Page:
I can think of no better example of two sides talking past each other, employing visions and concepts that don’t make contact with the other, than the state public service union pension/budget issue. There might be no clearer instance of two incompatible, irreconcilable, and wholly different views of the world insofar as one side, the Democrats’, evidently in this instance have no substantive relationship with — certainly, therefore, no vital interest in the notion and practice of — financial or political accountability.

    They institutionalized the incestuous “elect me, we’ll negotiate later” anti-social treachery with the PSUs on the back of the taxpayers they have long pretended to lead and govern (read: in actuality, deceive and manipulate, plunder and disserve), and then pathologically assert the chutzpah to foot the bill to the taxpayers all over again in the scam of getting themselves off the accountability/political hook.

    The Dems, we must deduce, view any such professional, legislative responsibility to do otherwise as retired and irrelevant. Their self-evident lack of any need to exercise restraint and decency, ie, ethical conduct in the service of good government just comports perfectly with their commitment to avoid any obstacle in their essential agenda to hold on to power.

    Of course, they know the press won’t bother them and that’s how they so easily continue to sin against society. Hopefully, the Republicans will, and not enable this vicious slime-formation to endure.

    No wonder the Dems are comfortable with — indeed, they promote — the sight and tragic existence of — the destitute-homeless, surely the abandoned mentally ill, shooting up virus-contaminated poison, infecting and rendering contagious their bodies and souls, while defecating on their own cities’ streets. In the end, you see, members of this party have, ironically, no shame. Nor any sense of deserved guilt.

    Isn’t this a classic description of an institutional sociopathy?

    McConnell is right. Let them pay for their shameful crime. They indeed earned the right to be punished, if not disgraced, in paving their own road to political perdition. Our civil society, or what’s left of it, has simply had enough of their parasitic filth.

    alaskabob | April 24, 2020 at 11:53 am

    The “inflate your way out of debt” brings us to the path of the Weimar Republic. All it takes is for China to fashion a replacement global reserve currency for the dollar and conquest is complete. The Dems see life as a cabaret, while our enemies believe “tomorrow belongs to me.”

    I wonder how many agreements have a COLA which would defeat a bailout?

    CommoChief | April 24, 2020 at 12:58 pm

    How about these states that want additional federal funding prepare an itemized listing of what they have spent and what tax income they have received since say March 1st through April 30. That’s the delta. Now adjust for the infusion of federal dollars already approved to be sent to the state’s for hospitals and testing plus the not earmarked $150 Billion the state’s are already getting.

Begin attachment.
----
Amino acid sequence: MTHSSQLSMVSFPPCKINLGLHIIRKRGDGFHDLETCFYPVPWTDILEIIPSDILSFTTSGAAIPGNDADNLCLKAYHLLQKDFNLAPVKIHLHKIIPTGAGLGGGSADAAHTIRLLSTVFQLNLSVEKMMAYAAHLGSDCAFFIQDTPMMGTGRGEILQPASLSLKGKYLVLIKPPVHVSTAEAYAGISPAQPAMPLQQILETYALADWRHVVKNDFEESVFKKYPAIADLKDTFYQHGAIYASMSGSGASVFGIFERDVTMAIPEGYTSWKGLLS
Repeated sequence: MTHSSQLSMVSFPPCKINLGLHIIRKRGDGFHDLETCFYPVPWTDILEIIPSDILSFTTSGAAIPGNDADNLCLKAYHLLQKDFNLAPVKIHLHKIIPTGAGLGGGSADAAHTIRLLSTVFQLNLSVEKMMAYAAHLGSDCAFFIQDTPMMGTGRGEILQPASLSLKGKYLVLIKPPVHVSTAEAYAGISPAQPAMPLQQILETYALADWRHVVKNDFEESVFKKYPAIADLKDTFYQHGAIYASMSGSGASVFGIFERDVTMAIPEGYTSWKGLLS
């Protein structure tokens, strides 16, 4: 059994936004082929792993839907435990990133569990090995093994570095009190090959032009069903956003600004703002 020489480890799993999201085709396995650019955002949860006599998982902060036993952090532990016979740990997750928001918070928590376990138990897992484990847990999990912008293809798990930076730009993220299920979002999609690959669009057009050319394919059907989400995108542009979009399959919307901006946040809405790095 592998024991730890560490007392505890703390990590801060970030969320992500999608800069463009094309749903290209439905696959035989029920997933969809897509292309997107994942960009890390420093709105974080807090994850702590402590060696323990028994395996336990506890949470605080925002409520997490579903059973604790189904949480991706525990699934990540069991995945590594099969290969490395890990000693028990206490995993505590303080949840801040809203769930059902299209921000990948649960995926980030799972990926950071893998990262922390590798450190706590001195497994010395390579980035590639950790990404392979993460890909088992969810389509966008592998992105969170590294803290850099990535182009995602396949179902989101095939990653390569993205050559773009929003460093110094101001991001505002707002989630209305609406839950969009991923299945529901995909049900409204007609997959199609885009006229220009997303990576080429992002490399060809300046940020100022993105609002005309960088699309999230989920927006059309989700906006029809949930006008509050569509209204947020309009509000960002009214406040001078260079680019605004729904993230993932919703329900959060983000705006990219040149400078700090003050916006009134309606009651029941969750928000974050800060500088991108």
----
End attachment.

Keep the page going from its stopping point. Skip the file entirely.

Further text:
If the state’s can show a loss for the period then maybe we can at least think about it. However, that conversation would include some very unpleasant reality being delivered. Cost cutting in education spending for instance. Take N.Y. spends overwhelmingly the most per pupil with results near the bottom. Why, cost of living. Why is NYC cost of living so high? Policy choices such as rent control and limits on new residential housing.

    So for NYC to ask for more, they would need to be willing to overturn those policies. Why, well overturning those restrictions on housing means more affordable housing, which means lower cost of living which means reduction in education budget which means those dollars can be spent on other purposes.

    Until these ‘progressive’ states are willing to change their profligate spending ways, as would every other borrower, then they can bear the budgetary burden that they created. To want free money from the federal taxpayers to support their spendthrift lifestyle choices is a bridge too far.

    MAJack | April 24, 2020 at 2:05 pm

    NO bailouts period. Let the states go back to the pensioners they LIED to for years and admit (as they said in Animal House), “You fu*#ed up, you trusted us”. The next election would prve very interesting in these oases of liberal largess.

      CommoChief in reply to MAJack. | April 24, 2020 at 4:49 pm


      I agree with you. The point of my post above is to demonstrate
      1. They are not out of money based on those parameters
      2. Their fiscal issues are of their own making not corona
      3. They will have to open up the books and cut to the bone prior to seeking funds from federal taxpayers in other states

      These states are not willing to admit this nor make any changes. They simply want free funds. Not going to happen.

    Leave a Comment

    Leave a Reply

    You must be logged in to post a comment.

    Notify me of followup comments via e-mail (or subscribe without commenting.)

    Font Resize
    Contrast Mode
    Send this to a friend